1. American Interest – Roelof van Ark, the chief executive, and Thomas Umberg, the chairman of the High Speed Rail Authority, announced they will step down from their posts as the odds against the project grow longer.
The highly indebted, cash strapped state has commitments of $3.3 billion of federal money in hand against the roughly $100 billion that the train is now estimated to cost (the price will certainly go even higher). Voters authorized almost $10 billion in bonds in a referendum, but that was when the train looked much cheaper and more federal funding was available. Since then the cost estimates more than doubled to $99 billion, ridership estimates have been slashed indicating that the completed system will require unending subsidies, and Congress has stopped voting new funds for high speed rail.
To make matters even worse, the federal funds that are available can only be used for a “spur” out into the Central Valley, rather than the main line from Los Angeles to San Francisco. The “spur” is the least needed, least wanted and least useful part of the system and will never generate significant traffic. There are, in other words, federal funds to help with the part of the system that nobody really wants, and the heavily indebted state must find at least $70 billion to fund the rest.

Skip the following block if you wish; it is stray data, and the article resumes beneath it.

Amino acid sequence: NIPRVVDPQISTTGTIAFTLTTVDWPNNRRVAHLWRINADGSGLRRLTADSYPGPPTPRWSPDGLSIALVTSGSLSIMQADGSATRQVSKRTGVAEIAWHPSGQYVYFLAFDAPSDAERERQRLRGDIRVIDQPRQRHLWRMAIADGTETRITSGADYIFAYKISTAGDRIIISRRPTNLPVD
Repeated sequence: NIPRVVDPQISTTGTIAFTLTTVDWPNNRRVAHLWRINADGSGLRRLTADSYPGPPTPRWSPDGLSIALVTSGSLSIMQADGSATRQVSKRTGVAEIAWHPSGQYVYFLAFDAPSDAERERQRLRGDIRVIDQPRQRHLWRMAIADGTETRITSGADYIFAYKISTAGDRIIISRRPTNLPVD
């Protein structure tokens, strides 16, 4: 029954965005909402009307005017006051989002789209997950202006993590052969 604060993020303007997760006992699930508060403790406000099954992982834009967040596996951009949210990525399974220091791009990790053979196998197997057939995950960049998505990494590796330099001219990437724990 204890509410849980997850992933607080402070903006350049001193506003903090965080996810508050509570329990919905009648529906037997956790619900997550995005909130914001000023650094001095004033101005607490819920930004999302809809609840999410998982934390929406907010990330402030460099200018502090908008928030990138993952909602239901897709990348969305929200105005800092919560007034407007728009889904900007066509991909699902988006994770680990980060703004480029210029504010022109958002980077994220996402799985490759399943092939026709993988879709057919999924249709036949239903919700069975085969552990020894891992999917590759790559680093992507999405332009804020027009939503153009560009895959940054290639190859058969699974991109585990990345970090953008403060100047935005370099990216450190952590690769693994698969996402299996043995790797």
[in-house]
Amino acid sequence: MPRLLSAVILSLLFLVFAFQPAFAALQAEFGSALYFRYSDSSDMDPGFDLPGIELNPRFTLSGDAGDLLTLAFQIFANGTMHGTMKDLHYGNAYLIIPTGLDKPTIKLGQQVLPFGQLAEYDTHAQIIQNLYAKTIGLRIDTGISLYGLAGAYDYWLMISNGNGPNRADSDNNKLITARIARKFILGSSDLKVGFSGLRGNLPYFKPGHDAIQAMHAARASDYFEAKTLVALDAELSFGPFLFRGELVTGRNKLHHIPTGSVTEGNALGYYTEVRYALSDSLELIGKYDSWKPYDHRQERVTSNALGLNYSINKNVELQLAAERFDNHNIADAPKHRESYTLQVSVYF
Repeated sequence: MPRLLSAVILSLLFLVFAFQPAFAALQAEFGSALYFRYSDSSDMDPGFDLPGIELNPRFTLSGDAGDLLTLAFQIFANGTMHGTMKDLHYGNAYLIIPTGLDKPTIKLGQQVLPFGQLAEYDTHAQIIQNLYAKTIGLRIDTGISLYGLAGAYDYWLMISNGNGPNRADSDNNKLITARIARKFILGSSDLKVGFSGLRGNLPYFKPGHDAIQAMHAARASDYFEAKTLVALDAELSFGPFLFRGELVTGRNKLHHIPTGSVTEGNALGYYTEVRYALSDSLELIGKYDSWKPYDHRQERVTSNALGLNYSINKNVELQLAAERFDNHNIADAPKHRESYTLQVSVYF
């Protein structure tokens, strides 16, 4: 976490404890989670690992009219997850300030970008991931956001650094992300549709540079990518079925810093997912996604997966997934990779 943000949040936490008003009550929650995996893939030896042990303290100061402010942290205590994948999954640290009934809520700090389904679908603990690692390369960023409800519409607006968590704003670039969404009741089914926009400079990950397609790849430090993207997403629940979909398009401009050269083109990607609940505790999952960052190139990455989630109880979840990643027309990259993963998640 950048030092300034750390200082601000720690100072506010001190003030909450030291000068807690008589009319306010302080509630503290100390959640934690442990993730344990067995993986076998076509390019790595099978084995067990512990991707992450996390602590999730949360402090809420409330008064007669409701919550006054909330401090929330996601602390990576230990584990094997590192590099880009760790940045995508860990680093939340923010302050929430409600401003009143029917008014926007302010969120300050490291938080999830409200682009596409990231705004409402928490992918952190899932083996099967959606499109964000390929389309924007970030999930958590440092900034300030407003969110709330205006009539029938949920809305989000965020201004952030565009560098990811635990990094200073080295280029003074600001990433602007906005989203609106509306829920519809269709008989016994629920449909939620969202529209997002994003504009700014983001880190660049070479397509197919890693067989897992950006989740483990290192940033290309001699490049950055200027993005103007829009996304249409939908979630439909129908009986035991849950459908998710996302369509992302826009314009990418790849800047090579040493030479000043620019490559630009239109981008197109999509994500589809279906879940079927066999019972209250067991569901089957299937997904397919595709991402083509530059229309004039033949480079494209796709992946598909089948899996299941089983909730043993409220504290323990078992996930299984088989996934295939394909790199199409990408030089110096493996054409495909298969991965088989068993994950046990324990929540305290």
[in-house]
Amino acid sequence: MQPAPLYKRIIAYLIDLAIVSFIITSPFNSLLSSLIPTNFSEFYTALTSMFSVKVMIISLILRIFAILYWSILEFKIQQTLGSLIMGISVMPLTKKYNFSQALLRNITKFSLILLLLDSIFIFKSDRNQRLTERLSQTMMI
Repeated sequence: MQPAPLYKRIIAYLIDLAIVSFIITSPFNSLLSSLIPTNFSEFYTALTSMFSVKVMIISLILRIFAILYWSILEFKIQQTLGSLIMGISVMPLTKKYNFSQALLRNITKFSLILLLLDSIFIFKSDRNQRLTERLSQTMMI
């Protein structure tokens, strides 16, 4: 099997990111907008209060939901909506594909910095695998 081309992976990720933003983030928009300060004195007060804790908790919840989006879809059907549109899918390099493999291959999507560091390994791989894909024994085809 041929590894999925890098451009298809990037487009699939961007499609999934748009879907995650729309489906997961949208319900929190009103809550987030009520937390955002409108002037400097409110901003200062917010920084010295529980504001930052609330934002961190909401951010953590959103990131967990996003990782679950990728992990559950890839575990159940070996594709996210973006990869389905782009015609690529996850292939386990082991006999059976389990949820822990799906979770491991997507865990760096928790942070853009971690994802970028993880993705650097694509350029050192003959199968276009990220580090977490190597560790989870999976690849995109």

One recent poll now shows that 53 percent of voters now want the bond sales stopped, and only 33 percent want the state to go ahead. In a new referendum, 59 percent would vote to reverse the decision that authorized the state to assume new debt for the rail system.
2. The Keystone Pipeline System is a pipeline system to transport synthetic crude oil and diluted bitumen (“dilbit”) from the Athabasca Oil Sands in northeastern Alberta, Canada to multiple destinations in the United States, which include refineries in Illinois, Cushing oil distribution hub in Oklahoma, and proposed connections to refineries along the Gulf Coast of Texas. It consists of the operational “Keystone Pipeline” (Phase 1) and “Keystone-Cushing Extension” (Phase 2), and two proposed Keystone XL pipeline expansion segments.
The original Keystone Pipeline (which is done and operational) cost US$5.2 billion with the Keystone XL expansion slated to cost approximately US$7 billion. The Keystone XL is expected to be completed by 2012–2013 (if approvals are granted).
TransCanada Corp. plans to pay for the remaining $5 billion of its Keystone XL without issuing more debt since U.S. approval of the project was delayed until at least 2013. Transcanada would fund Keystone XL out of cashflow.
The Keystone XL will add 510,000 barrels per day (81,000 m3/d) increasing the total capacity up to 1.1 million barrels per day (170×10^3 m3/d).
The CEO of TransCanada Russ Girling touted the positive impact of the project by “putting 20,000 US workers to work and spending $7 billion stimulating the US economy.” This has been disputed by an independent study conducted by the Cornell ILR Global Labor Institute which found that while the Keystone XL would result in 2,500 to 4,650 temporary construction jobs, this impact will be reduced by higher oil prices in the Midwest which will likely reduce national employment